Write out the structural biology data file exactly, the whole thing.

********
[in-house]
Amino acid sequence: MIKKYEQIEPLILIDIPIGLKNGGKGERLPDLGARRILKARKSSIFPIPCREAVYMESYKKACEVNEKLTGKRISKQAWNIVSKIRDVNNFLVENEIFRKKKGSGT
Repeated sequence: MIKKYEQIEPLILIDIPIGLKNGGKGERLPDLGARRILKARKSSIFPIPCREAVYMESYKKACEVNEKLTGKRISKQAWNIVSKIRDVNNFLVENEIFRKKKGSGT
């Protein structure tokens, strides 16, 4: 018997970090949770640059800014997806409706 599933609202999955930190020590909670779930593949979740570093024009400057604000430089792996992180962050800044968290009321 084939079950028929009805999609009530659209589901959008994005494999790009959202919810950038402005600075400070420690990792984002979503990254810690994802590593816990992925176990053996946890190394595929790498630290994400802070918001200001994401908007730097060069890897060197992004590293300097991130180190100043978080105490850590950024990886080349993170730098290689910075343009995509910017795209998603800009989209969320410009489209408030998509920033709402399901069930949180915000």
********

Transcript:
[in-house]
Amino acid sequence: MIKKYEQIEPLILIDIPIGLKNGGKGERLPDLGARRILKARKSSIFPIPCREAVYMESYKKACEVNEKLTGKRISKQAWNIVSKIRDVNNFLVENEIFRKKKGSGT
Repeated sequence: MIKKYEQIEPLILIDIPIGLKNGGKGERLPDLGARRILKARKSSIFPIPCREAVYMESYKKACEVNEKLTGKRISKQAWNIVSKIRDVNNFLVENEIFRKKKGSGT
């Protein structure tokens, strides 16, 4: 018997970090949770640059800014997806409706 599933609202999955930190020590909670779930593949979740570093024009400057604000430089792996992180962050800044968290009321 084939079950028929009805999609009530659209589901959008994005494999790009959202919810950038402005600075400070420690990792984002979503990254810690994802590593816990992925176990053996946890190394595929790498630290994400802070918001200001994401908007730097060069890897060197992004590293300097991130180190100043978080105490850590950024990886080349993170730098290689910075343009995509910017795209998603800009989209969320410009489209408030998509920033709402399901069930949180915000």